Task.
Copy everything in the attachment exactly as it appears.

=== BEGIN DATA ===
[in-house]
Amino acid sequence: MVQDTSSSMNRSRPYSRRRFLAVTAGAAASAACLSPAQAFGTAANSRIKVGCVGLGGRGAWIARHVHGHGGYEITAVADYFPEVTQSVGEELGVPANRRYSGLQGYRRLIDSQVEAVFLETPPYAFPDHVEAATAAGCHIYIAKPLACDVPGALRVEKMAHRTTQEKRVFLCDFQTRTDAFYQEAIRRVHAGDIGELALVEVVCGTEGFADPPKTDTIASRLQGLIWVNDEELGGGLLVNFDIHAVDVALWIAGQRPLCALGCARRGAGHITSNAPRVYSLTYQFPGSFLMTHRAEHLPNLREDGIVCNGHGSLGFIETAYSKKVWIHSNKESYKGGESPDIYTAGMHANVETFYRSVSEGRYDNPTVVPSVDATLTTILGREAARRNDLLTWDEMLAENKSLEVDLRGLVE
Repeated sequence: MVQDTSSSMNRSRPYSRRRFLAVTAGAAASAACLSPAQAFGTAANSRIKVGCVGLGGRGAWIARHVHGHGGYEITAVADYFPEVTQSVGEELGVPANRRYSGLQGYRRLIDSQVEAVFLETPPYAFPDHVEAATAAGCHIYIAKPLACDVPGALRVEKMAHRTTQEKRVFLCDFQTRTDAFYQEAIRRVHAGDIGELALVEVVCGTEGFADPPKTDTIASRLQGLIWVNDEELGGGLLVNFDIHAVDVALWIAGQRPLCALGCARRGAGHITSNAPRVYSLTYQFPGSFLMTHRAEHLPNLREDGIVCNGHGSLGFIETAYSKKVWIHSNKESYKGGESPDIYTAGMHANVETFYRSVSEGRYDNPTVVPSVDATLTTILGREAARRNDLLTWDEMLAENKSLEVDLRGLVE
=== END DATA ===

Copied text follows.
[in-house]
Amino acid sequence: MVQDTSSSMNRSRPYSRRRFLAVTAGAAASAACLSPAQAFGTAANSRIKVGCVGLGGRGAWIARHVHGHGGYEITAVADYFPEVTQSVGEELGVPANRRYSGLQGYRRLIDSQVEAVFLETPPYAFPDHVEAATAAGCHIYIAKPLACDVPGALRVEKMAHRTTQEKRVFLCDFQTRTDAFYQEAIRRVHAGDIGELALVEVVCGTEGFADPPKTDTIASRLQGLIWVNDEELGGGLLVNFDIHAVDVALWIAGQRPLCALGCARRGAGHITSNAPRVYSLTYQFPGSFLMTHRAEHLPNLREDGIVCNGHGSLGFIETAYSKKVWIHSNKESYKGGESPDIYTAGMHANVETFYRSVSEGRYDNPTVVPSVDATLTTILGREAARRNDLLTWDEMLAENKSLEVDLRGLVE
Repeated sequence: MVQDTSSSMNRSRPYSRRRFLAVTAGAAASAACLSPAQAFGTAANSRIKVGCVGLGGRGAWIARHVHGHGGYEITAVADYFPEVTQSVGEELGVPANRRYSGLQGYRRLIDSQVEAVFLETPPYAFPDHVEAATAAGCHIYIAKPLACDVPGALRVEKMAHRTTQEKRVFLCDFQTRTDAFYQEAIRRVHAGDIGELALVEVVCGTEGFADPPKTDTIASRLQGLIWVNDEELGGGLLVNFDIHAVDVALWIAGQRPLCALGCARRGAGHITSNAPRVYSLTYQFPGSFLMTHRAEHLPNLREDGIVCNGHGSLGFIETAYSKKVWIHSNKESYKGGESPDIYTAGMHANVETFYRSVSEGRYDNPTVVPSVDATLTTILGREAARRNDLLTWDEMLAENKSLEVDLRGLVE